I have had my website hosted by Doteasy for a long time now. For all intents and purposes, it has served my needs well. I get a space to showcase my portfolio, and that’s all I really wanted in the first place. Recently, however, (or perhaps not so recently) I have discovered that I need more. More features for my web space. More control over my content. More, more, more. Unfortunately, I don’t want to pay more. Who does, really? For some time now, I have been considering a move to another host service. One that allows more features for my website while not costing exponentially more than what I am currently paying. With the way this internet thing is growing, I better make up my mind quick or face being buried in the other rabble that has been out there longer on better established servers.

Enter the choices:
mediatemple: at $7.95/mo and all those sweet amenities, that’s the front runner.
Upgraded Doteasy: also $7.95/mo but without all the (mt) goodness.

I am only going with these two options right now because it is a headache to look up companies I have never heard of before. I suppose I could probably strike up a deal with WaveOrigin (the good folks that host Scoab Interactive), but I think I would feel like I was mooching off them or something.

So, if anyone out there who happens to stumble on this page, drop me some advice if you got any.

Elsewhere: Remember Font Aid III, to which I contributed a fleuron to? Well, that font was supposed to go on sale at at the Font Aid III page in late January. Ya – no font. Not sure what to do about that.

They're already here.

PS: I love my wife. Hope you get better, baby.

Wednesday, February 09, 2005

Tag, You’re It

Remember EPIC? Well, there is a new thing that seems to be spreading along the internet rather veraciously that could make EPIC closer to a reality. It’s called tagging. Being on, you will have to view an advertisement if you don’t have an account. It’s hard for me to explain tagging, but essentially, you list keywords related to your hobbies and interests and these “tags” get digested by software that will then match you up to everybody else who shares those same “tags”. You know, like Amazon has that “People who bought this item also bought these items” thing.

I just joined — which is a site that publicly lists your goals/hopes/dreams/desires as tags and lets you see who else shares the same thinking as you. Coinencidentally, Amazon is behind 43 Things. What does that mean?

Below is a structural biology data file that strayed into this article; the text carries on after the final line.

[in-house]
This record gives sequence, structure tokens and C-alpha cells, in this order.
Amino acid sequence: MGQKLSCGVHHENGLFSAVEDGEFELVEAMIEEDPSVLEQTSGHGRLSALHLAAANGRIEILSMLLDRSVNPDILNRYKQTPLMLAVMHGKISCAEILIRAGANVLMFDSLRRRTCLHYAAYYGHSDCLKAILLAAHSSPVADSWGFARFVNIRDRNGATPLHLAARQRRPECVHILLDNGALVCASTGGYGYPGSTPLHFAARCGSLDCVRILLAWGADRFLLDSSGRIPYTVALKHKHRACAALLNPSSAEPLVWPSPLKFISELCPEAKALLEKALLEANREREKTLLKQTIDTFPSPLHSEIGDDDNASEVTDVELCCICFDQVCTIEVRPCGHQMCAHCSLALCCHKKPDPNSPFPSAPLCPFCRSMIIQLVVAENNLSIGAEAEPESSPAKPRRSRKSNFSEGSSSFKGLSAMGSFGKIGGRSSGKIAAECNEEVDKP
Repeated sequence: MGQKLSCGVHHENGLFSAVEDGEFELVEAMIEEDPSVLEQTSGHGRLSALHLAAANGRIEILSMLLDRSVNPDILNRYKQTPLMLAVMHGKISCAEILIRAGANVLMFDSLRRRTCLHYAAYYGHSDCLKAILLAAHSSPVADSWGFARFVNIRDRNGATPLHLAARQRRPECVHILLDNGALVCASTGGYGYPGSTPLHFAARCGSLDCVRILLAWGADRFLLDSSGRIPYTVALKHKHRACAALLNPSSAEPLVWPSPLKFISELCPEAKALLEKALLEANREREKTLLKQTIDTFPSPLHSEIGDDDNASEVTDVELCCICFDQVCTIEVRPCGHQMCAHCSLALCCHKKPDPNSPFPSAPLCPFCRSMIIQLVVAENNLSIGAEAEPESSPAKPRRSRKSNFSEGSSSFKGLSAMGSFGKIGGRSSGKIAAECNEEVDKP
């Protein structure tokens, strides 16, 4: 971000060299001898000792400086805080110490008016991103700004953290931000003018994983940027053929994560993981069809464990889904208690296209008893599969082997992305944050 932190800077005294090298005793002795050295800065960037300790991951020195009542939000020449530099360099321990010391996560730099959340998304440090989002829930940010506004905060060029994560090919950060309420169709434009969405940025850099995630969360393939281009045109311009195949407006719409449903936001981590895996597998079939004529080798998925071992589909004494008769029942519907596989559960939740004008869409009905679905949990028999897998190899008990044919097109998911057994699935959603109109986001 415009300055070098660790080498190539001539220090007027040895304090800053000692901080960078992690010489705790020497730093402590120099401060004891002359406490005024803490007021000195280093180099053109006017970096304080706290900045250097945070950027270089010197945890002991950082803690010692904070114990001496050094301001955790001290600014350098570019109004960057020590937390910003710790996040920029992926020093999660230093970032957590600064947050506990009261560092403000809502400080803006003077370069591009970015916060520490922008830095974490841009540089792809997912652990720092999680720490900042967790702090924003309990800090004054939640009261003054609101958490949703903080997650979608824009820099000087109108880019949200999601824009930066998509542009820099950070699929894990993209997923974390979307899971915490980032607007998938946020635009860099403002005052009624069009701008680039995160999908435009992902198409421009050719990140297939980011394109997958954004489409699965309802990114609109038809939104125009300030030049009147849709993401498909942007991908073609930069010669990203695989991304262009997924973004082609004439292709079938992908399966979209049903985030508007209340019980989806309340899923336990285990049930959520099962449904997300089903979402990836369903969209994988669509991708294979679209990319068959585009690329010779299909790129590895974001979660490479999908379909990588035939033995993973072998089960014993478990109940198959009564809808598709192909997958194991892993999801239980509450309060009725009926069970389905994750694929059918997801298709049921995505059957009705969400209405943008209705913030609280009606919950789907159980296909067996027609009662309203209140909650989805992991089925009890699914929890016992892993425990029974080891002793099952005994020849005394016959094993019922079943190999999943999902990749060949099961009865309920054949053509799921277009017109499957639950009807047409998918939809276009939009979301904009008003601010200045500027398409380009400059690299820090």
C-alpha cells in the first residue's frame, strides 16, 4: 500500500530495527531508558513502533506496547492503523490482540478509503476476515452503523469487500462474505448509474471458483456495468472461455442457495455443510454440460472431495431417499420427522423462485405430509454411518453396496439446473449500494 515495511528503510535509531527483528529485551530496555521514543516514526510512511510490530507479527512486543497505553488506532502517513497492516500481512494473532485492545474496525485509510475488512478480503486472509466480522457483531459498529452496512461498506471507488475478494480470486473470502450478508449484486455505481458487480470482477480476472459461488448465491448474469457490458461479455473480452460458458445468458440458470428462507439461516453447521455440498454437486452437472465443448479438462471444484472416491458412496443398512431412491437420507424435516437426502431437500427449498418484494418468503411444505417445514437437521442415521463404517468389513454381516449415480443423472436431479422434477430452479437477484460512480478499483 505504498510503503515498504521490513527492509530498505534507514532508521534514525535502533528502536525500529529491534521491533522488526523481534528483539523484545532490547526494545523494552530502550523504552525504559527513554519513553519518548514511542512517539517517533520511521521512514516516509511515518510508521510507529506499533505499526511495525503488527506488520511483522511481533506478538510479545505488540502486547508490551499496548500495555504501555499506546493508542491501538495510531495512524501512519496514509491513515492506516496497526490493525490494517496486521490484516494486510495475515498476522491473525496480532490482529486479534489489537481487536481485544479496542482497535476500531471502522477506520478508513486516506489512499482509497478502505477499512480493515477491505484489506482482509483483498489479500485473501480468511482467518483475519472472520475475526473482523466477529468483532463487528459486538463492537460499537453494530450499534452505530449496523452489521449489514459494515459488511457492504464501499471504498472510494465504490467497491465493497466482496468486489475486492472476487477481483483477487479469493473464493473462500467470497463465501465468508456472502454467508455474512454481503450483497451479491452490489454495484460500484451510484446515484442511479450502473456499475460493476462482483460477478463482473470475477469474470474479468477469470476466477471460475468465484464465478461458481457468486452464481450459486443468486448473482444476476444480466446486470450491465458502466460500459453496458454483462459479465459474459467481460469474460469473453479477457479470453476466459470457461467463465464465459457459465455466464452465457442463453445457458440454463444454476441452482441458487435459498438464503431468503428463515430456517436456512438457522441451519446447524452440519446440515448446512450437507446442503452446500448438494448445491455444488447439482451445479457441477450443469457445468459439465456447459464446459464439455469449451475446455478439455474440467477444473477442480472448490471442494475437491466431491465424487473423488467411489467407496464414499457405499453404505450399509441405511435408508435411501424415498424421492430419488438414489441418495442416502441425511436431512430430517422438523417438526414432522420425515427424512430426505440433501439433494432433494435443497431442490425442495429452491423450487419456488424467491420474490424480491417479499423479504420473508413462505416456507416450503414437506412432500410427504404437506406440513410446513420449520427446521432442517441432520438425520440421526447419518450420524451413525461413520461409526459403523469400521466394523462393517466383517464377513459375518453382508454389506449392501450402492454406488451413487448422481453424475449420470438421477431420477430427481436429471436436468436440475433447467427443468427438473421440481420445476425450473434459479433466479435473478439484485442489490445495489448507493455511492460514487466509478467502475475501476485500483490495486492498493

I think it means that something like EPIC could be more of an inevitable reality than we think. I agree with my colleague, Budi, when he says that Amazon could be using 43Things to bolster sales. How? If you sign up (for free) on 43Things and then post a couple “things” for yourself, Amazon could then “suggest” some products, books or whatever to you so that you might accomplish those things. Rather clever, really.

Certainly, 43Things (or tagging in general) means more than simply being a ridiculously robust and integrated advertisement. I think it does. More and more, the internet is making this world phenomenally smaller. With tagging, I believe it is going to get even smaller. The world is becoming more social. More of a community because of things like this. I don’t personally know “sonofgroucho”, but I do know he shares my goal of getting more people to read my blog.

Sunday, February 06, 2005

Super Bowel

firstly - you meant to search ‘super bowl’ didn’t you? admit it. it’s ok. you’re in good company. and by ‘good’, i mean plentiful. many people misspell a simple four-letter word like ‘bowl’. the word i used to title this post, however, refers to the intestine (commonly seen as bowels). as in, the transporter of crap. this post has nothing to do with the actual game, but rather the commercials that are aired during it. the ‘05 super bowl had some real stinkers.

secondly – go to youtube to see the 2007 super bowl xli commercials that aired.


It is (was) that time of year again. Many people anticipate today with much fervor. Folks around the nation, chomping at the bit to see something spectacular. An impressive moment that will be talked about during their morning coffee to the guy from accounting. That’s right — Super Bowl commercials.